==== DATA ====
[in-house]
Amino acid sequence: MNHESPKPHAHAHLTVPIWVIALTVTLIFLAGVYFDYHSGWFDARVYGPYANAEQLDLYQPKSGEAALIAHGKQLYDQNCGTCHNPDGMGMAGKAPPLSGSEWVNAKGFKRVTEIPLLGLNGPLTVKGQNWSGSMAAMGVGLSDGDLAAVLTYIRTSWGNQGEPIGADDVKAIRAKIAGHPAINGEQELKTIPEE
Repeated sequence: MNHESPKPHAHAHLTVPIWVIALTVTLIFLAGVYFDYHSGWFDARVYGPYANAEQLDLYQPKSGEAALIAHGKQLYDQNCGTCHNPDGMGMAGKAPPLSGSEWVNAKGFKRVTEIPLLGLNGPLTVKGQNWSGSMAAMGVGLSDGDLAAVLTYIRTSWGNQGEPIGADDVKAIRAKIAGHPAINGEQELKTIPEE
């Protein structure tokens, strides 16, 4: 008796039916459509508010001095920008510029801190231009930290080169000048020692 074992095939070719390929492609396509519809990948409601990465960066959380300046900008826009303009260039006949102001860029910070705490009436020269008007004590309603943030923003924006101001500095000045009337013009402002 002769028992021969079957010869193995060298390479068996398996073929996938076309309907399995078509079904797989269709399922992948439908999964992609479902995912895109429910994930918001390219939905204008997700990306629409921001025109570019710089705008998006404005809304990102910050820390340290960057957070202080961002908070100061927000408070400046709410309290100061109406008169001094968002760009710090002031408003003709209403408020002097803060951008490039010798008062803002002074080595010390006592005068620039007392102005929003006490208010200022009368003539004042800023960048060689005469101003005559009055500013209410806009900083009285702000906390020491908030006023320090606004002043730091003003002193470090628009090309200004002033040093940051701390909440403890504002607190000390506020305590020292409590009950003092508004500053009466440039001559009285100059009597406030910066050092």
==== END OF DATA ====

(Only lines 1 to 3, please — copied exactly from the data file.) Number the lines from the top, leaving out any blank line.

[in-house]
Amino acid sequence: MNHESPKPHAHAHLTVPIWVIALTVTLIFLAGVYFDYHSGWFDARVYGPYANAEQLDLYQPKSGEAALIAHGKQLYDQNCGTCHNPDGMGMAGKAPPLSGSEWVNAKGFKRVTEIPLLGLNGPLTVKGQNWSGSMAAMGVGLSDGDLAAVLTYIRTSWGNQGEPIGADDVKAIRAKIAGHPAINGEQELKTIPEE
Repeated sequence: MNHESPKPHAHAHLTVPIWVIALTVTLIFLAGVYFDYHSGWFDARVYGPYANAEQLDLYQPKSGEAALIAHGKQLYDQNCGTCHNPDGMGMAGKAPPLSGSEWVNAKGFKRVTEIPLLGLNGPLTVKGQNWSGSMAAMGVGLSDGDLAAVLTYIRTSWGNQGEPIGADDVKAIRAKIAGHPAINGEQELKTIPEE